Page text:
Magellan is the name of a “protein-based sweetener that solves the global problem of sugar reduction”, as well as a racehorse, a container ship, a Venezuelan baseball team, Magellan Petroleum Corporation, a former progressive rock band, a family of video games, a North Yorkshire auction house and a fixture “composed of many shades surrounding a single orb”. Magellan House is the name of a retirement home in East Grinstead and 2,947 square feet of “self-contained creative workspace” in a dock in Leeds. “Magellan Outdoors Waterproof Leather Landman Snake Hunting Boots” is presumably named after the explorer; presumably, however, “Magellan’s EveryWear Tanks and Women’s Full Cut Briefs” are not.
Still, that’s an impressive tally of arrogated mentions. These days, with sponsors and advertisers routinely canceling the contracts of celebrities who commit improprieties, the ubiquity of Magellan’s name is solid proof of how favorably people view him. Statues or monuments are dedicated to him in Lisbon and Sabrosa without, as far as I know, attracting objections or offending the local population. do-gooders, or more traditional Portuguese reminiscent of Magellan’s betrayal to Spain. His statues in Mactan and Guam (where he launched invasions and burned down native homes), or Cebu and other parts of the Philippines (where he tried to found an empire), or Punta Arenas in Patagonia (where his native victims had reasons to regret his coming) are stained only by the memory of his own excesses.
Most uses or abuses of the Magellan name defy the facts. My attempt to tell the truth about him will therefore not be welcomed by many vested interests. Some of the truths I divulge, or confirm from the work of scholarly predecessors, are interesting but offensive only to historians who have lined up with error: these truths include that Porto was his birthplace; that chivalric readings shaped his self-image; that class conflicts help to explain the bloody dissensions that disfigured his great journey. Other facts topple the pedestal that presents him as a scientific icon: that he had only a routine knowledge of navigation and geography, and an image of the world very close to that of Christopher Columbus; that, like Columbus, when asking for patronage he was prepared to change his speech to suit the potential sponsor; but that his main ambition was to create a stronghold in the Philippines.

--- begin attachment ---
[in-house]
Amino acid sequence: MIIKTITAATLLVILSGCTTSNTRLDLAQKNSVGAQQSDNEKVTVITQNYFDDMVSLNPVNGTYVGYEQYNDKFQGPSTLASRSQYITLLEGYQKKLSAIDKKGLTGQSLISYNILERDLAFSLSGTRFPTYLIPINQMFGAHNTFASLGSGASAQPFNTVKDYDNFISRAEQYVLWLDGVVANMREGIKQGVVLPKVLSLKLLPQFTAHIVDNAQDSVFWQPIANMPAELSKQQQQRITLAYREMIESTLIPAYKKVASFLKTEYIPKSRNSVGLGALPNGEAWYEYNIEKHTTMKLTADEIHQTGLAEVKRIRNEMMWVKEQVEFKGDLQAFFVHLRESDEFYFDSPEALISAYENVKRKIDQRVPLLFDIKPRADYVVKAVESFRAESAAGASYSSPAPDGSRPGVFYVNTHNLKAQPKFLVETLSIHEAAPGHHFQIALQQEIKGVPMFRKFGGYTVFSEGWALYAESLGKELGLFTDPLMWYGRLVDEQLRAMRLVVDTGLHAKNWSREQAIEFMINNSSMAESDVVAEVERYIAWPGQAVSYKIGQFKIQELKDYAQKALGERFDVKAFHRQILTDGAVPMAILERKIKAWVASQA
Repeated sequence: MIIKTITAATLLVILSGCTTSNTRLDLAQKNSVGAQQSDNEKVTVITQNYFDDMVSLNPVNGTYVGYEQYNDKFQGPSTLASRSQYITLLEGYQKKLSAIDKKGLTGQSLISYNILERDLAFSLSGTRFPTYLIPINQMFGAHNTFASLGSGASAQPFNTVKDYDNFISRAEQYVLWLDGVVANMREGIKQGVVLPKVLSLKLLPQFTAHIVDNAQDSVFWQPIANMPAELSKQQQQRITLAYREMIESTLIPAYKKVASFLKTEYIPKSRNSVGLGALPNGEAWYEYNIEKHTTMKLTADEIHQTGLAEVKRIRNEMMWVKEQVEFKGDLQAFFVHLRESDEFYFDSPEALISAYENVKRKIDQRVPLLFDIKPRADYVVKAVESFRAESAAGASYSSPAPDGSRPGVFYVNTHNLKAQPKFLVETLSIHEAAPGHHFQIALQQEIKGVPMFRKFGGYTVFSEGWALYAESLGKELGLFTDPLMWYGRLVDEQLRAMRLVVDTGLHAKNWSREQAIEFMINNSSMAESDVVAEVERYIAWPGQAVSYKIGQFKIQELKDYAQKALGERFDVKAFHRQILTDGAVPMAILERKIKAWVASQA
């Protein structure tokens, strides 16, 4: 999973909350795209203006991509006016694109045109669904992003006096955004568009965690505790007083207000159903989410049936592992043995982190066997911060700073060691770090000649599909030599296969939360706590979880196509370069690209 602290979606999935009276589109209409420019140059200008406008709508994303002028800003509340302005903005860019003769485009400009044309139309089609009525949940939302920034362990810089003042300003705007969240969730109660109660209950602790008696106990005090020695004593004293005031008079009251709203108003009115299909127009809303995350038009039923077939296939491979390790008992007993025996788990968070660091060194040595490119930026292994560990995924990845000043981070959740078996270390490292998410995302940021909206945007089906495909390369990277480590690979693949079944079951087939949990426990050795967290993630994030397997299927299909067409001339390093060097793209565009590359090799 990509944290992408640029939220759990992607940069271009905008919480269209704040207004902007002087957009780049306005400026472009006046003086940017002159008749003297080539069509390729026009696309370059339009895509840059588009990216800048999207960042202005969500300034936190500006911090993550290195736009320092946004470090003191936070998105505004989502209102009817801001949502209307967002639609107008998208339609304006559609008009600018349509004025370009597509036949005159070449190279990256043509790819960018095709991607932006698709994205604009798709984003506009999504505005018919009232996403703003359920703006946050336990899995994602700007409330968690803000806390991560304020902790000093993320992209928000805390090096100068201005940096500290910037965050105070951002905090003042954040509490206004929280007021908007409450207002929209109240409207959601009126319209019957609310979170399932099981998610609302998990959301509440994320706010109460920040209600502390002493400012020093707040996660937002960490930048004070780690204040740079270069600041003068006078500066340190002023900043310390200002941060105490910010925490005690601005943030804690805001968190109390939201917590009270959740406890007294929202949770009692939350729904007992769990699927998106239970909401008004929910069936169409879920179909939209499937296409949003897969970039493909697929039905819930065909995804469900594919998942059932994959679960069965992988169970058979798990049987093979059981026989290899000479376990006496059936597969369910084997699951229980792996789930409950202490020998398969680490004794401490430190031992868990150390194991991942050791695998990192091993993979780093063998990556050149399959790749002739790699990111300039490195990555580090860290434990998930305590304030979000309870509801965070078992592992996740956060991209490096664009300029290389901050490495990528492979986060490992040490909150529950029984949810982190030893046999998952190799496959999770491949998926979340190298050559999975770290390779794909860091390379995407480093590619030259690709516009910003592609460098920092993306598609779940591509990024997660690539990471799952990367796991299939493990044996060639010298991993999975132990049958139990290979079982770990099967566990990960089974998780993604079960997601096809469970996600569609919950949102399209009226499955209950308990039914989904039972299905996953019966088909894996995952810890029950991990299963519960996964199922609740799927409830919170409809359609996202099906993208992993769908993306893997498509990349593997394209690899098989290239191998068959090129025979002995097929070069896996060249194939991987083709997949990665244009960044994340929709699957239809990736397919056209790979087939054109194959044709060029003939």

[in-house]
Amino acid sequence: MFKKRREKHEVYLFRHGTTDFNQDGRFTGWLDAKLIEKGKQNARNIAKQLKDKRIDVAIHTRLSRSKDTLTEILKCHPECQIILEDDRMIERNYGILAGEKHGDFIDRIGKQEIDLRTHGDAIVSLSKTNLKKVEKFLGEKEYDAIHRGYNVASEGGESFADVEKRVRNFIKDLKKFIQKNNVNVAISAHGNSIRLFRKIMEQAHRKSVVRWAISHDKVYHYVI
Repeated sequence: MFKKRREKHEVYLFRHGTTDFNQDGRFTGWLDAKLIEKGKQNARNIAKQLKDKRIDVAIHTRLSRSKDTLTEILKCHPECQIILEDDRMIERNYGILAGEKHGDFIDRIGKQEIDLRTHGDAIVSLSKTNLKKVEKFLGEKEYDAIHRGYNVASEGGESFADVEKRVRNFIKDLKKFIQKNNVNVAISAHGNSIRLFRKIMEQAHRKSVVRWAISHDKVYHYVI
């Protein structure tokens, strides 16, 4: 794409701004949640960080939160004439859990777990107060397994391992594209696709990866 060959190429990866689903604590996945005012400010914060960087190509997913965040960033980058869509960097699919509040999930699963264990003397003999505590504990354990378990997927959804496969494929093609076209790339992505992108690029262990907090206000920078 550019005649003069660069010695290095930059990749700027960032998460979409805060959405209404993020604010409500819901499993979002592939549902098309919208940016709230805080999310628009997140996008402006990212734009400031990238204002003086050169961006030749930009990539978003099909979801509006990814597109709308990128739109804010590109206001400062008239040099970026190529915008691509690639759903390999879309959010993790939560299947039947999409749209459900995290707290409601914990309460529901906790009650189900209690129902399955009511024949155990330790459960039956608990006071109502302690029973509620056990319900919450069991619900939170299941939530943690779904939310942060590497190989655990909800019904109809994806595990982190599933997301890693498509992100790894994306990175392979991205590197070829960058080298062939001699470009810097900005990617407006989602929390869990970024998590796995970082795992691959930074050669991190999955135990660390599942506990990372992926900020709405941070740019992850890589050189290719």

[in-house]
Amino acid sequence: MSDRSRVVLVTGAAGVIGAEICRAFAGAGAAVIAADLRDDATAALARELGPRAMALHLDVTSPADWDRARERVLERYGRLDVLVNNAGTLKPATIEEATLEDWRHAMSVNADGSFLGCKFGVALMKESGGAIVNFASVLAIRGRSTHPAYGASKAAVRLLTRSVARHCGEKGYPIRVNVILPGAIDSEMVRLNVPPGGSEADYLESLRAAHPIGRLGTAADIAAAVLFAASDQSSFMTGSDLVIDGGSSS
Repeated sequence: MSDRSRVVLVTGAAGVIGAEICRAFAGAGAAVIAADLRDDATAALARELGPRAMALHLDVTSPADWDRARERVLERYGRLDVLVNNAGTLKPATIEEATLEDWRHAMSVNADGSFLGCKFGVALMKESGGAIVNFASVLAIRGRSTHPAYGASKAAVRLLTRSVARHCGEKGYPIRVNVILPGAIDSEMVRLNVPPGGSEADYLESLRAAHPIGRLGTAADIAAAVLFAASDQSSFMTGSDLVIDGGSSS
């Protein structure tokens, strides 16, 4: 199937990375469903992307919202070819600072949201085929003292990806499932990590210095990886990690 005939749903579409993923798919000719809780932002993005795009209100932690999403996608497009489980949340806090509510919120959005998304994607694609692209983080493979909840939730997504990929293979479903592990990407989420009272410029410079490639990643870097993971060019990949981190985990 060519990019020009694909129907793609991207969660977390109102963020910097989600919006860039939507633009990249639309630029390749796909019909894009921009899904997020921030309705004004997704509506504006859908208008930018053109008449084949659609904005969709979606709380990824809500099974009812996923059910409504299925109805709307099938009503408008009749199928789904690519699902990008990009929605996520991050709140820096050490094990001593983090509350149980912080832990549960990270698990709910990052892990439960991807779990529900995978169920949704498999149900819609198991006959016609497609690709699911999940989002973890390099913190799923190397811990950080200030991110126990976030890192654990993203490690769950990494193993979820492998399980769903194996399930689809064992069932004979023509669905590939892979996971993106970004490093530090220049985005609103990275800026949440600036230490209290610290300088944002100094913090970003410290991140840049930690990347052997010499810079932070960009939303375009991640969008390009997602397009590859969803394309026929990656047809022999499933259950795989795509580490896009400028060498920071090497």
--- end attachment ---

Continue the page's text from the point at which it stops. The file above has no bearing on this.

He suffers maniacal mood swings, culminating in religious exaltation in these islands, where he settles as a thaumaturge with a direct line to God, and a sort of street preacher, haranguing the natives in a theology he barely understood himself, sidelining expeditions. ´ chaplains in his self-proclaimed role of evangelist. Religion was never his common thread: his understanding of Christianity was superficial and did not prevent him from deploying terror and arson against his enemies, or from provoking unjustifiable war on the terms established by Saint Augustine. . He finally returned to his long-held values. He leapt into battle and resigned himself to death imitating long-time chivalrous heroes.
Failure is often an ingredient of heroic status. The tragic hero of the Greek tradition is the victim of a misfortune. The Dunkerque Spirit is only available to the defeated. Japanese hero worship reveres “the nobility of failure”. The values of romanticism are those of Blaue Blüme, unplumed because inaccessible, or of the lover on the urn of Keats, who “will never have your happiness”, or of the impossible dream. Yet it is for false success, not noble failure, that Magellan is revered.
Of course, he had some good qualities or achievements, but they cannot explain his resistance to dethronement. Although it hasn’t been around the world, it has rightly been halfway around it. He led his men further from home than anyone we know had ever gone before. He was, as the cabin boy, Martín de Ayamonte said, the sailors’ favorite leader, representing the common man against a coterie of court-appointed officers. Magellan’s loyalty was negotiable, but he could inspire deep loyalty in others. His courage veered into recklessness and he led his expedition to disaster, but “the high that proved too high, the heroic for Earth too hard are”, in respectable code, “music sent to God through the lover and the bard”. “
Once upon a time, Magellan was a perfect fit for the spaces that myths make for heroes. It suited the romantic era, when supermen were saviors. He displayed what I think I can call a “spirit of adventure”, without which humanity would be weakened and impoverished. Nowadays, however, for people who want to demolish monuments, desecrate shrines and smear fame, nothing can purge the taint of association with imperialism, slavery, incontinent bloodlust, discrimination unjust or one of the commonplaces of the past that we requalify as crimes. Can Magellan’s near exemption from offense survive the truth?